Agent of Change

The U of I helped me turn personal struggles into a professional path

The U of I helped me turn personal struggles into a professional path

Kaytlin Reedy-Rogier holding Womens Center Sign

After being profoundly changed by her experiences with facilitation and activism at Illinois, Kaytlin Reedy-Rogier went on to a career developing health equity and anti-racism curricula.(Image courtesy of Kaytlin Reedy-Rogier)

I first stepped foot on campus in 2002—a high school freshman from downstate Illinois, there to prove my mettle in a marching band competition. I got off the bus outside Assembly Hall, breathed in the crisp fall air, and simply knew that this was where I would go to college.

Four years later, I moved into the Illinois Street Residence Halls, and soon experienced the hardest, but most transformative time of my life.

Within weeks, two seemingly unrelated things would change the trajectory of my future.

The first was that I was diagnosed with clinical depression and post-traumatic stress disorder. I had come to Illinois to pursue a psychology degree, thinking that I would become a therapist, but navigating my own therapy caused me to reconsider.

The second was that I attended the mandatory First-Year Campus Acquaintance Rape Education (FYCARE) program, which framed sexual assault as a tool of oppression and taught me to understand how oppression functions and the ways that it disproportionately impacts minority communities.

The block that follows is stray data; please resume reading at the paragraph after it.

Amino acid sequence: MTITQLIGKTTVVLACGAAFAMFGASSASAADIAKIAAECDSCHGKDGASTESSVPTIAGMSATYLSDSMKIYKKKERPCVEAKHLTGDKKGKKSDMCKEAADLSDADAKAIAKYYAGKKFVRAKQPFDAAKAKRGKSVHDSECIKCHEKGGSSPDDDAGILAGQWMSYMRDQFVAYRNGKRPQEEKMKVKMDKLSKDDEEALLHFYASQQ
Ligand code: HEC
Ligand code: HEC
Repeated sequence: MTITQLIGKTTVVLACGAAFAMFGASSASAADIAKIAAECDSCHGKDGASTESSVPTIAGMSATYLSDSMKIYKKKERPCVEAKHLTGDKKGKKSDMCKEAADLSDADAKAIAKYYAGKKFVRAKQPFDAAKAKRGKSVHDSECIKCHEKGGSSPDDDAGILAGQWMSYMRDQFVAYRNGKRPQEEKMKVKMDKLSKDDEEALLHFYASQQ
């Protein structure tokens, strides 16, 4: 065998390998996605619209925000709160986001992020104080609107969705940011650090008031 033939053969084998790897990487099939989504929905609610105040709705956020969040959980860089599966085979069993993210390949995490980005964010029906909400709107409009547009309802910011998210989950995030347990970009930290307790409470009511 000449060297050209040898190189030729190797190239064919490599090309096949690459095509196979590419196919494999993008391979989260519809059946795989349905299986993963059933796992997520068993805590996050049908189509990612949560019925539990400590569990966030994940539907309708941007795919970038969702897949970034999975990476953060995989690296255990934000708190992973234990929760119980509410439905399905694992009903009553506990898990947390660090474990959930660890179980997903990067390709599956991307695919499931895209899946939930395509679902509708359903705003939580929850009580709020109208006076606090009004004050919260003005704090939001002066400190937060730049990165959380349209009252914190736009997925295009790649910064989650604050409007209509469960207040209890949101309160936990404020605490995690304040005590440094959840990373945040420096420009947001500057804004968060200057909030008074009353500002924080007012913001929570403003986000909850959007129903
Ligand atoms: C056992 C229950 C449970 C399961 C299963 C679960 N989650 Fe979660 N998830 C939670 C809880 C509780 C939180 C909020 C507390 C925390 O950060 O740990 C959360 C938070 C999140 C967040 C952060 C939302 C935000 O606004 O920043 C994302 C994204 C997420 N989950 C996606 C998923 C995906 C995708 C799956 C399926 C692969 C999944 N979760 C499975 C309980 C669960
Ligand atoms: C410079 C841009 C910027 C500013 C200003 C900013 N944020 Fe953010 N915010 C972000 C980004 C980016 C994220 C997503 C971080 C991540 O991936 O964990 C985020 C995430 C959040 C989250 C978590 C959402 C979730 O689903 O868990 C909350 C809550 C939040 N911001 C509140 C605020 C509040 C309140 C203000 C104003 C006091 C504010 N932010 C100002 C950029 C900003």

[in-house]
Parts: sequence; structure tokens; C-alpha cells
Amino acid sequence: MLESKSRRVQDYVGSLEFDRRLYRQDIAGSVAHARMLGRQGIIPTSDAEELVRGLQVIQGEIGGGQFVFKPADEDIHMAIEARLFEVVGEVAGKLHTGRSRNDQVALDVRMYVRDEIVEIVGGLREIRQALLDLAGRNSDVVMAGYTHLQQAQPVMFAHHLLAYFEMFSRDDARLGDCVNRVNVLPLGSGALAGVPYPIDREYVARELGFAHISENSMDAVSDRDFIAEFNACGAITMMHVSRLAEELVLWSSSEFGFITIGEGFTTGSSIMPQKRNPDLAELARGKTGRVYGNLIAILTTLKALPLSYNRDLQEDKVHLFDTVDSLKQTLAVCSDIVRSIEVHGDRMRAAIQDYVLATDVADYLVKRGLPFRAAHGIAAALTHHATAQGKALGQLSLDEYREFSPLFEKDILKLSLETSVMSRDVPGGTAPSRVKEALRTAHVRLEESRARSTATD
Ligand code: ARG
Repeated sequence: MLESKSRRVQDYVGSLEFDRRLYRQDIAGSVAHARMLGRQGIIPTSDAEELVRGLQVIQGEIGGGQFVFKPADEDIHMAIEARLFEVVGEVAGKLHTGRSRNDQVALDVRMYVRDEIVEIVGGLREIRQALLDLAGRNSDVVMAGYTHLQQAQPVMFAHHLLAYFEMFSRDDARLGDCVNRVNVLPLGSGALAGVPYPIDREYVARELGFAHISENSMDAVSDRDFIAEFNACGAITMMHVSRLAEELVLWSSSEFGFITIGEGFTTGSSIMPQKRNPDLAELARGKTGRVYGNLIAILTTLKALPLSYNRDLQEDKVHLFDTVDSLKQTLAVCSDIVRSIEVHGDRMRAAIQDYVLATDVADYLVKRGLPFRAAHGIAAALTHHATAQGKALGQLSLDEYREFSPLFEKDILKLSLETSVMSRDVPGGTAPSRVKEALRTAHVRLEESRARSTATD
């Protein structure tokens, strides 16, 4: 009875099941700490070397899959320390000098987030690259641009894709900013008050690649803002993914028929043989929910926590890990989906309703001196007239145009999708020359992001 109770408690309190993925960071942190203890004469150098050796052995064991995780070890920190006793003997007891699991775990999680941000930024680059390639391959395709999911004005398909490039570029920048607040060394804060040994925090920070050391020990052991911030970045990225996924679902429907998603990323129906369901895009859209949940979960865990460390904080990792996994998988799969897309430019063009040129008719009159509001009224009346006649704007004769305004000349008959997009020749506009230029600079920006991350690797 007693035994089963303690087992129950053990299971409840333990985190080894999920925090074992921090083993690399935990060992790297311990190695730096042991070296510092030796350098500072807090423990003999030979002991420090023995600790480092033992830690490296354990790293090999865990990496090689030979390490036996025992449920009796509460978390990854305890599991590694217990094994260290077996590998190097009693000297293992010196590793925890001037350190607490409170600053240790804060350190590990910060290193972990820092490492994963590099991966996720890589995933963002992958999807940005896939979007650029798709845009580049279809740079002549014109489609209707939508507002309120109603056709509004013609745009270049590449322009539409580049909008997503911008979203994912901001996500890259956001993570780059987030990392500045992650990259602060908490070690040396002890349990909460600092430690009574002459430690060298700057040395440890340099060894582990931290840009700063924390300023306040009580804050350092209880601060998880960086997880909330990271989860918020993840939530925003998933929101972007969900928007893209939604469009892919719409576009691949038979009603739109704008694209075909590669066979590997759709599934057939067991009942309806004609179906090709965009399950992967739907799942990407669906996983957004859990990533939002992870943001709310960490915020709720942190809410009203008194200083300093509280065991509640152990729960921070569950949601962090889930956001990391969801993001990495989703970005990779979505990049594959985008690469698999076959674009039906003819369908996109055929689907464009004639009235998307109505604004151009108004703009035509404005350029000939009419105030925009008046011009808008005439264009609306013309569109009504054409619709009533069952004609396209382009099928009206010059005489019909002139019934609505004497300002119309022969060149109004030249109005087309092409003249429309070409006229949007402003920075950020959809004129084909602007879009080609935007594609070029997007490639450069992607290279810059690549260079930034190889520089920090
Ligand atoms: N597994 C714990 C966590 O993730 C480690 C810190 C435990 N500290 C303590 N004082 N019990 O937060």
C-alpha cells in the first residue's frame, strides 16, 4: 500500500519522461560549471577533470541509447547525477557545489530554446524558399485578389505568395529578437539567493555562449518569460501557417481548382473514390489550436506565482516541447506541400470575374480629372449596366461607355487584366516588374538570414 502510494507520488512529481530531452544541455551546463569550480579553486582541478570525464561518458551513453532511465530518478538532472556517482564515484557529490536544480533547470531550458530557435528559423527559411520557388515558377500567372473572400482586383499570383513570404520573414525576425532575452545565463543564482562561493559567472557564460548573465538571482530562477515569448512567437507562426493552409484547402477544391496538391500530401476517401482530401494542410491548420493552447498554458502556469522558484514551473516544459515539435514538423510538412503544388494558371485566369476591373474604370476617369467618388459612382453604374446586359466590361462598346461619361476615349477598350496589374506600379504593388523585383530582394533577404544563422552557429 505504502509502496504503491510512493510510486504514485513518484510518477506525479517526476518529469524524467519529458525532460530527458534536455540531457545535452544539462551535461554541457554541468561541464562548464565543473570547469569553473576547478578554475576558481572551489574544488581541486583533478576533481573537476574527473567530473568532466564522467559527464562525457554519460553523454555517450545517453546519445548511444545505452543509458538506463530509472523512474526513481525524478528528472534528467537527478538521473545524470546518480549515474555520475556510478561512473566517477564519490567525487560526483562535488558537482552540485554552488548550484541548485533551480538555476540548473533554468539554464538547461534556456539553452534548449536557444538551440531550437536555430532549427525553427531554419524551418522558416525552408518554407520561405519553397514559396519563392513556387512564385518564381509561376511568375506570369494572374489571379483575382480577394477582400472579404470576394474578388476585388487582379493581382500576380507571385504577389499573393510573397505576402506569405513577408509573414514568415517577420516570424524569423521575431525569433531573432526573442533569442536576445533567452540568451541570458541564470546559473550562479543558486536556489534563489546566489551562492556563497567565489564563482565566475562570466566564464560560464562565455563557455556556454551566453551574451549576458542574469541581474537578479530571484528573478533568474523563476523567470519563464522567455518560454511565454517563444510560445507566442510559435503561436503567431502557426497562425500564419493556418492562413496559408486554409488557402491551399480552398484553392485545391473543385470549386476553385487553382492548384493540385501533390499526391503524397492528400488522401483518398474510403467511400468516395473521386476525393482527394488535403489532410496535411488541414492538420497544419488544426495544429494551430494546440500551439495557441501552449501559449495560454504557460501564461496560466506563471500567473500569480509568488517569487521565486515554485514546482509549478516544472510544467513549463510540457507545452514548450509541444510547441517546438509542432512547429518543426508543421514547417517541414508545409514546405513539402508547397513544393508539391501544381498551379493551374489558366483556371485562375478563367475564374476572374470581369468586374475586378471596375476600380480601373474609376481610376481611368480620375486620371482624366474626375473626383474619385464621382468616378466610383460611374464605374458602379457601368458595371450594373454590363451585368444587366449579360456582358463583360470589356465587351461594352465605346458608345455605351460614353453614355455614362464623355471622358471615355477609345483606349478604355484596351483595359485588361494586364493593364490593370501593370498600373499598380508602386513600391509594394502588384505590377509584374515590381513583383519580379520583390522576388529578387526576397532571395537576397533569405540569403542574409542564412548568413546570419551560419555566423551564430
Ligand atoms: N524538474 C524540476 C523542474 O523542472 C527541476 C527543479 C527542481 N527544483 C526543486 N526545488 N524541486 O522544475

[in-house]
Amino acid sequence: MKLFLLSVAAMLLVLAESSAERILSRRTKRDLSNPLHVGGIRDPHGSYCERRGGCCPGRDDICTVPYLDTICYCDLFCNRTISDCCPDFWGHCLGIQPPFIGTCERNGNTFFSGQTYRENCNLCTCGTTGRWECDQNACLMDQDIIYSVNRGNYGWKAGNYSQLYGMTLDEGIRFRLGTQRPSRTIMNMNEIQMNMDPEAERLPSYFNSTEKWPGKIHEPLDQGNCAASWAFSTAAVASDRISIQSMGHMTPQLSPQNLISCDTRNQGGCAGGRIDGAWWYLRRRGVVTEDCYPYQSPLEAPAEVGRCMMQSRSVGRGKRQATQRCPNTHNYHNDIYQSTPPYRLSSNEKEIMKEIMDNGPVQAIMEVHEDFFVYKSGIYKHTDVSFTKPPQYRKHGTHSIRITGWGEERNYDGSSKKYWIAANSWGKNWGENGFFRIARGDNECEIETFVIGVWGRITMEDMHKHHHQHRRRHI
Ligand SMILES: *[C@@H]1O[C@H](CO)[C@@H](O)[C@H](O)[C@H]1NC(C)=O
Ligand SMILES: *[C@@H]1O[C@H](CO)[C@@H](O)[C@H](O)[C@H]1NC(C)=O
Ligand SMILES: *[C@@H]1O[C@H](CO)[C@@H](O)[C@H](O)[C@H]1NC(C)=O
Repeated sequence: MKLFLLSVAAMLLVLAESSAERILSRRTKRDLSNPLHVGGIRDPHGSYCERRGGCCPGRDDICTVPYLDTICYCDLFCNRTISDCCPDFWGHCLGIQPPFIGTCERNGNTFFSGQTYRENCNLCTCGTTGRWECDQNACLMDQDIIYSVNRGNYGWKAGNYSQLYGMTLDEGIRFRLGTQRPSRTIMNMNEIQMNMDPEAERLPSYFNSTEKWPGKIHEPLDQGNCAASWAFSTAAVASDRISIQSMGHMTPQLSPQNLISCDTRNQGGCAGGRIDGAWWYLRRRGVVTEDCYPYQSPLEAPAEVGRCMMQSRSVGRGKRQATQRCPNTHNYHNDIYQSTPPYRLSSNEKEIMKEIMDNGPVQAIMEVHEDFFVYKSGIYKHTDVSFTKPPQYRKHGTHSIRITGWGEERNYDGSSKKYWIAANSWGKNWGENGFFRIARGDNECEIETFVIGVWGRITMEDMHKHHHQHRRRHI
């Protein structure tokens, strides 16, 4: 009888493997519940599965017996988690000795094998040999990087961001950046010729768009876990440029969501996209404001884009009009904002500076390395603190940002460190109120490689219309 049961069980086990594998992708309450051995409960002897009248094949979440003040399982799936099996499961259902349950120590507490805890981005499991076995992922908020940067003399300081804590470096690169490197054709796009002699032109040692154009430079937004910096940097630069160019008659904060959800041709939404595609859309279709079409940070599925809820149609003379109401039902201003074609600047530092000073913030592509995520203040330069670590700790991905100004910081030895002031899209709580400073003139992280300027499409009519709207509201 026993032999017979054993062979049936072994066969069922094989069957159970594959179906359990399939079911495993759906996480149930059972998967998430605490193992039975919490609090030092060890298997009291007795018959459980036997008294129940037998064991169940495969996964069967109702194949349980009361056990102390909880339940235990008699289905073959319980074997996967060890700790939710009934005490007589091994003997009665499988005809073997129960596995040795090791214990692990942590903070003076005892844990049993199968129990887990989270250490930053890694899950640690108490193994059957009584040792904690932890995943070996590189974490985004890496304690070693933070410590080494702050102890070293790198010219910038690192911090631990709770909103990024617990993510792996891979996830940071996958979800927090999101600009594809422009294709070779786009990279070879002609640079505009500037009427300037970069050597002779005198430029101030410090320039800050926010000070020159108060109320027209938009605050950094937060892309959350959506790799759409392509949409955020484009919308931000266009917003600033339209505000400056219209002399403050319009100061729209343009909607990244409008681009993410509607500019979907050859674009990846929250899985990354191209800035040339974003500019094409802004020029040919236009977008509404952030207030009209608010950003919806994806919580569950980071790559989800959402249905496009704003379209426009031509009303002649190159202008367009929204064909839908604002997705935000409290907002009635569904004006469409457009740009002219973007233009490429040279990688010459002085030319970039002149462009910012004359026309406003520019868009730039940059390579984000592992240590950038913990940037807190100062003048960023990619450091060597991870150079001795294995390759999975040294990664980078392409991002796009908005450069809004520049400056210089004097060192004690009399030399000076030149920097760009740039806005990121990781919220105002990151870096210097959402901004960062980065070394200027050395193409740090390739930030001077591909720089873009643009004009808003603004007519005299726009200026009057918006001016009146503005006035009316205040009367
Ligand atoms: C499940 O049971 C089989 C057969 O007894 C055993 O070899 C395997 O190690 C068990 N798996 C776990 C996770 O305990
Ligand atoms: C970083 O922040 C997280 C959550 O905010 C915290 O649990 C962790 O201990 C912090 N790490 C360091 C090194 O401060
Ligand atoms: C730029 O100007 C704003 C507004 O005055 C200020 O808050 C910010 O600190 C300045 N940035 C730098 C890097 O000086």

FYCARE introduced me to the concept of facilitation, which sent me down a new professional path.

It also was through FYCARE that I discovered gender and women’s studies and, as a budding feminist, found an intellectual home.

Ultimately, the convergence of these paths made me an activist, when I helped to create the University’s Women’s Resources Center, in 2009.

My foray into activism began with a community forum about what a campus women’s center could and should be. It included a mock opening of a women’s center on the Quad, with a ribbon-cutting ceremony attended by the press, a sit-in outside the administration offices, countless petition-signing drives, and late-night strategy sessions. One-and-a-half years later, we had an office space above a bank—a real Center—on the corner of Green and Wright streets.

The following year, I graduated and went straight into the Master’s of Social Work program at Washington University in St. Louis, where I’m now director of health equity and justice in its School of Medicine. There, I guide physicians-in-training to think about those same principles I learned in FYCARE at Illinois—asking them to imagine what would happen if they dismantled the systems of oppression within health care.

Today, doing this work I was meant to do, it’s hard for me to remember the freshman who felt isolated and depressed and had frightening thoughts about her own self-worth.

But it’s easy for me to remember the roles that FYCARE and the Women’s Resources Center played in my story—in helping me discover the person I was to become.

Kaytlin Reedy-Rogier lives in an old firehouse with her partner, Ben (also a U of I alum), their kids (Charlie and Henry), dogs (Frank and Beans) and cats (Disco and Nacho).

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